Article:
Roundguard Review: Bouncing Heroics

Roundguard is available on PC, Xbox One, Nintendo Switch, PlayStation 4, and Apple Arcade. I conducted this review on an Xbox Series X.

You can find a video version of this review here: Roundguard Review [Rogue-lite puzzle game] – YouTube


Roundguard is a rogue-lite puzzle game inspired by Peggle and pinball mechanics. You choose between 3 different heroes and fire them from a ballista to bop the baddies and win gold. The dungeon encounters are randomized and each character has skills they can utilize, and gear they can equip.

The rogues double jump is quite handy

To clear each level, you have to reduce all the enemies to zero HP. You have an unlimited number of shots, but your hero has their own HP bar. If they fall through the bottom of the map when it’s at 0, you lose and have to start over.

Progressing through the dungeon awards you with upgraded loot, abilities, trinkets, and relics. If you’re lucky, you can take a relic with you to your next run.


Roundguard will feel familiar to anyone who has ever played Peggle, but it has a pretty big twist. Roundguard isn’t about solving set puzzles but rather, combating enemies in a randomly generated dungeon using the quirky Peggle gameplay style.

Colliding with an enemy deals damage to both the foe and your hero, but the levels are scattered with all manner of items, between gold pots, mana potions, and most importantly health vials.

Each hero can equip different skills. The straight forward Barbarian can barrel through objects and foes with a spinning attack, or dart right toward them with a charge. The crafty Rogue can fire arrows or jump in the direction of your choosing. The Mage can strike with lightning, and encase foes in bouncy bubbles.

Boss fights are really cool, but repetitive after a few runs

Different enemies can require different approaches as well. Most enemies deal damage on impact, but some fire ranged weapons instead. Enemies such as the spiders only deal damage if you hit them in the head, leaving their backsides safe and exposed.

The standalone formula that inspired Roundguard was already satisfying and addictive. The added complexity and rogue-lite elements bring a great deal of fun and replay value to the table. It’s simply more entertaining to use the pinball like physics in a dungeon crawler type setting, as opposed to a pure puzzle.

You have to pay attention and think carefully about each shot you take. Not only do you take damage when colliding with an enemy, but the bottom of the map is filled with spikes, a comfy cushion moves back and forth, but you can’t always rely on it. You lose additional health whenever you hit the spikes.

Loot comes in many flavors, but it’s random.

Learning and adapting the strengths of each character in any given encounter is a lot of fun, especially when you nail a cool combo. Though you have to defeat enemies to win, scoring high is still important. “Gold” is your score, and at different intervals, the game will spin a wheel of trinkets based on your score.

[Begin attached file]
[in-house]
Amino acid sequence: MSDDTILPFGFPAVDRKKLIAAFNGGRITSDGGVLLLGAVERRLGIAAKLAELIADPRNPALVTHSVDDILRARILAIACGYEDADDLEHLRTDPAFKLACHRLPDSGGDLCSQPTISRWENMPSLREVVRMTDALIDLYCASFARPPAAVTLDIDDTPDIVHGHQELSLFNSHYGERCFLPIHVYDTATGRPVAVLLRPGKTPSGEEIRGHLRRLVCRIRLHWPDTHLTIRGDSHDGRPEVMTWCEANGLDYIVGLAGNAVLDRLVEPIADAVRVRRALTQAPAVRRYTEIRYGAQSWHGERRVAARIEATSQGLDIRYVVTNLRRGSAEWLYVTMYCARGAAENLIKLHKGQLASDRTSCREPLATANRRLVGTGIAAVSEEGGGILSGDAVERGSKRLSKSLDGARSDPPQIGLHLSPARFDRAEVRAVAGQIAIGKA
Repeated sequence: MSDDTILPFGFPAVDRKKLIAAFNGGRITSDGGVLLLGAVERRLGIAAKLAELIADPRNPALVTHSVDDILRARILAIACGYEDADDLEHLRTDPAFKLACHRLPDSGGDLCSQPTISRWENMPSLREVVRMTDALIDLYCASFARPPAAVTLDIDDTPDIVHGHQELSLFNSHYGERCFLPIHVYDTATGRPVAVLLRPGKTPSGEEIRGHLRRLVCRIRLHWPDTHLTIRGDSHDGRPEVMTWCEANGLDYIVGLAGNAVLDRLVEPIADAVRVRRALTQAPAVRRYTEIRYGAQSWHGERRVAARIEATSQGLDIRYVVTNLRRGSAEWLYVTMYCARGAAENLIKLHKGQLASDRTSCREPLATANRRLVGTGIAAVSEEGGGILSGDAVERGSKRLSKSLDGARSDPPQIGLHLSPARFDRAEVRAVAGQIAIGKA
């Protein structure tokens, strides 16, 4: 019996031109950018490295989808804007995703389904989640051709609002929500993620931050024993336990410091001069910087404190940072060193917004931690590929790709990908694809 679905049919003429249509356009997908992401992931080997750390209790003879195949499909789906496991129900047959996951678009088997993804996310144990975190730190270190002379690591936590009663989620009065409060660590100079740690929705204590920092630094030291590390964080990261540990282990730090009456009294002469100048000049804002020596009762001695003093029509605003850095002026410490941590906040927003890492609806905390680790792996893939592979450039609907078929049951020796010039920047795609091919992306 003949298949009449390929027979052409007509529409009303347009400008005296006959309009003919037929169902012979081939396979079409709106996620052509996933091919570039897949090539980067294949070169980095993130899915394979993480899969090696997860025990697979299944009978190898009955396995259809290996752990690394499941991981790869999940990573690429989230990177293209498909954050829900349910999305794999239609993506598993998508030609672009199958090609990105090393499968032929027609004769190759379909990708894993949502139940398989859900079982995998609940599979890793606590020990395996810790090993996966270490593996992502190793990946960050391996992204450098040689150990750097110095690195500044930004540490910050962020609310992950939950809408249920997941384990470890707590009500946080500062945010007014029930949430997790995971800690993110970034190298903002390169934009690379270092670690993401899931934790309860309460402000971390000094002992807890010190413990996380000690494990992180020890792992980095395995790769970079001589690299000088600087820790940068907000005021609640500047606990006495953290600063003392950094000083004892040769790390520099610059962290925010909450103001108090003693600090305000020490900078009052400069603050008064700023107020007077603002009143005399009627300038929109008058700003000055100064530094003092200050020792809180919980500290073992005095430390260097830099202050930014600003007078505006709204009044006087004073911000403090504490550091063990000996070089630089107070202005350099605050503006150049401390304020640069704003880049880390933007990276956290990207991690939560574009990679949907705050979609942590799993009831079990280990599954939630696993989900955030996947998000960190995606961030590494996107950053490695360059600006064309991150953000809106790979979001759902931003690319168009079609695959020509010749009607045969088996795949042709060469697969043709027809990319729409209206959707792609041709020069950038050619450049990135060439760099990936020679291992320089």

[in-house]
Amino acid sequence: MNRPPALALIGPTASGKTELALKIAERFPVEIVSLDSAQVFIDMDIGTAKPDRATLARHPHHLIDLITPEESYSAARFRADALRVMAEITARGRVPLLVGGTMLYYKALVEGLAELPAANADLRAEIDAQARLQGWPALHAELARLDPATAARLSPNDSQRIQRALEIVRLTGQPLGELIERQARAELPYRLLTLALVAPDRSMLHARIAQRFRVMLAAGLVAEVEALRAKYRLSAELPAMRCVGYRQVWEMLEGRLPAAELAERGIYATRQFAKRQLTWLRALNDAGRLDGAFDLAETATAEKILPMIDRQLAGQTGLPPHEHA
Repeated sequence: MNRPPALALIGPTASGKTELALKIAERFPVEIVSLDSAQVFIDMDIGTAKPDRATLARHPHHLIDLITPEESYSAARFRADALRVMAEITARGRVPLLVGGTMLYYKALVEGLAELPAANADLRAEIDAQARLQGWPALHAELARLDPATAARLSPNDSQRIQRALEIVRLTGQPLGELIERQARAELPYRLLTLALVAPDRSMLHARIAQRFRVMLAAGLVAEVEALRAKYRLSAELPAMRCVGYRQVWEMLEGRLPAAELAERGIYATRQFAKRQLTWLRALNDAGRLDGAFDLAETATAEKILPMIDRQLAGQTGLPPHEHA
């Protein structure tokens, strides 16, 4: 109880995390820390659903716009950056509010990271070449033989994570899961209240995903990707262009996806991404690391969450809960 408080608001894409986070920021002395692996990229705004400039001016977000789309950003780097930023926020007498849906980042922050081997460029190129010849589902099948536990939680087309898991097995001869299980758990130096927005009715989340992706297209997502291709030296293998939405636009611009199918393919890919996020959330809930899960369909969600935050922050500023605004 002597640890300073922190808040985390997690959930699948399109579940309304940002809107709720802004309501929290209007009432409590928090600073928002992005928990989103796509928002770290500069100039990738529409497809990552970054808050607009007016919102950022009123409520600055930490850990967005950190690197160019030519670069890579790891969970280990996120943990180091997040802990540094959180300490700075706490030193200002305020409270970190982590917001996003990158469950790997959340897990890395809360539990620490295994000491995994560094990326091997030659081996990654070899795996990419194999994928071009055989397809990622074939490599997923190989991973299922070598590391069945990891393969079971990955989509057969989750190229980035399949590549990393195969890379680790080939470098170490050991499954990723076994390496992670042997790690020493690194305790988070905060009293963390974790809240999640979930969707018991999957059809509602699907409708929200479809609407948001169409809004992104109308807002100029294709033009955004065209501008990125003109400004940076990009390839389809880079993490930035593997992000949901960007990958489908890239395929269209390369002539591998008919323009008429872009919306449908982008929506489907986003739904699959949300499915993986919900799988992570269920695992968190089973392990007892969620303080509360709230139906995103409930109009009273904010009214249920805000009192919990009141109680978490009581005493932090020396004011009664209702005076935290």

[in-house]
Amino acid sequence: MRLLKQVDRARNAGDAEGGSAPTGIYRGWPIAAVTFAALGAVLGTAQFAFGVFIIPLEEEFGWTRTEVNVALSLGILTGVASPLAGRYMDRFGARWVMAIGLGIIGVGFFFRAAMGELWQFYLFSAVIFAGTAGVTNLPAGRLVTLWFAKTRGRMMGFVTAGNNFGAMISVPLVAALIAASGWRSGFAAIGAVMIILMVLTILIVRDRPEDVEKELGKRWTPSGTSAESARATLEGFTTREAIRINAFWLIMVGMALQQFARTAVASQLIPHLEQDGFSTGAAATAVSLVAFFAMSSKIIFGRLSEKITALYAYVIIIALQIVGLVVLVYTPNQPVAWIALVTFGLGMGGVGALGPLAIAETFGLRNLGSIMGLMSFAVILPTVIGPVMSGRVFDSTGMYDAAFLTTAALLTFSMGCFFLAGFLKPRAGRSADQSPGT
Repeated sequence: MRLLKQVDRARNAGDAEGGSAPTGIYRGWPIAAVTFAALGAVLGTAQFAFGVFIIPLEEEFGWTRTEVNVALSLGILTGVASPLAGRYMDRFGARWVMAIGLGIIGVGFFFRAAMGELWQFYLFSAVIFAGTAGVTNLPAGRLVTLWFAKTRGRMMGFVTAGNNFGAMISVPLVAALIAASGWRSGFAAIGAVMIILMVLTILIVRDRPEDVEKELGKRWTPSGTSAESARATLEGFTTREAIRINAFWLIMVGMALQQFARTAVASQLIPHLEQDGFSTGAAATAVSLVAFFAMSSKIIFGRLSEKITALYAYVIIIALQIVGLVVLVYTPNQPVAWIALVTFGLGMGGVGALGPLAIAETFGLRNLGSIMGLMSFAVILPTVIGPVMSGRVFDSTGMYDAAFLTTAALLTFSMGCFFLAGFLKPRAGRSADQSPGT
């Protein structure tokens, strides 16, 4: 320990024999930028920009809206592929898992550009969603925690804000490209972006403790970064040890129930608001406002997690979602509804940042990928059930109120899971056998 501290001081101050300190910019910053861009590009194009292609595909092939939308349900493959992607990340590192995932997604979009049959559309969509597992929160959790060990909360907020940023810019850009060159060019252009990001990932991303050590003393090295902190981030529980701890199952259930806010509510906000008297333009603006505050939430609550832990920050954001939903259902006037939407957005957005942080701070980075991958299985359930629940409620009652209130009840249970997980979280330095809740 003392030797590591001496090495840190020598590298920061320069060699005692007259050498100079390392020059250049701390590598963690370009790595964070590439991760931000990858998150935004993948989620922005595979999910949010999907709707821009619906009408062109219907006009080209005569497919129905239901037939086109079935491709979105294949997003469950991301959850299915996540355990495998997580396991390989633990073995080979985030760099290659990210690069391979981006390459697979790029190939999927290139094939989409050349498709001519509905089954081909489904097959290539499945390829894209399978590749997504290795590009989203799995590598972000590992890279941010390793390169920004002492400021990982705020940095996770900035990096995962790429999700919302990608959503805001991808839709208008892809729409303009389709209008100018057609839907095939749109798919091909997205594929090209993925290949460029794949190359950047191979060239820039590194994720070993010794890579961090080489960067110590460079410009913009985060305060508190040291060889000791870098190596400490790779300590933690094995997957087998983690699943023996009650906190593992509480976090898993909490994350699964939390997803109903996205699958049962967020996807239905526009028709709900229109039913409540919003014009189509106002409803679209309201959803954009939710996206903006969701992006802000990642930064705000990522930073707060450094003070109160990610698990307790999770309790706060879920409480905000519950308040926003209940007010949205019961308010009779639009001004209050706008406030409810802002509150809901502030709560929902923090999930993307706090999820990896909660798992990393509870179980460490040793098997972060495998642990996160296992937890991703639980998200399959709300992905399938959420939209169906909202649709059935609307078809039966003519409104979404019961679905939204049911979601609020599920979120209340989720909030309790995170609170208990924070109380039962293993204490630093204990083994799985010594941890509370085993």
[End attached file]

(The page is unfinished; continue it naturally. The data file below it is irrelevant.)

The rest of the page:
The higher your score, the bigger your chance to win a powerful trinket, which grants a game-wide bonus of some kind. When put together, you have to balance your need to win, and you’re own HP and mana, while scoring points. It’s an interesting balancing act to engage in.

As you progress you will also pick up new weapons, armor, and skills you can equip. Most of which have straight statistical improvements to your health and attack power, but can also grant other effects, such as inflicting bleed on an enemy. These effects can alter the way you play a character, which is pretty cool.

Using each characters skills is the key to playing well.

Roundguard is extremely random and you have very little control over it. You can choose your paths through the dungeon, if you aim well enough at least, but all the gear, each skill, and every trinket is random.

Powerful combinations are obtained purely through luck, so it’s rarely satisfying when it occurs. Each hero type has a rather small selection of skills as well. They can have bonus functions, but that’s not enough to diversify the gameplay.

The wizard is the most complex character, but satisfying when you get the hang of her.

The enemy variety is nice, but the end dungeon bosses are always the same and can get repetitive pretty quickly. The dialogue is cute and amusing at times, and the occasional side quest appears to help spice things up.


Roundguard is a small, lightweight, and simple game about pinball physics in a dungeon-crawling setting. I feel that it’s asking price is a bit much on PC and consoles, but it’s a perfect choice on Apple Arcade.

Any fan of Peggle will find a bundle of joy in Roundguards evolution on the concept. Its rogue-lite nature leans too heavily on randomness, but the added layers of combating enemies with three different character classes is undeniably entertaining.

A copy of Roundguard was provided for Gideon’s Gaming by The Quantum Astrophysicists Guild for the purpose of review.

You might also be interested in my review of Tetrogue Dragons.


  • Fun pinball physics
  • The dungeon crawler take is a fun evolution on the Peggle formula
  • Skills and enemies add a new layer of skill and depth to an otherwise simple puzzler concept


  • The loot and boons you obtain are extremely random, killer runs tend to be reliant purely on luck
  • Dungeon Bosses are repetitive
  • Low variety of skills for each character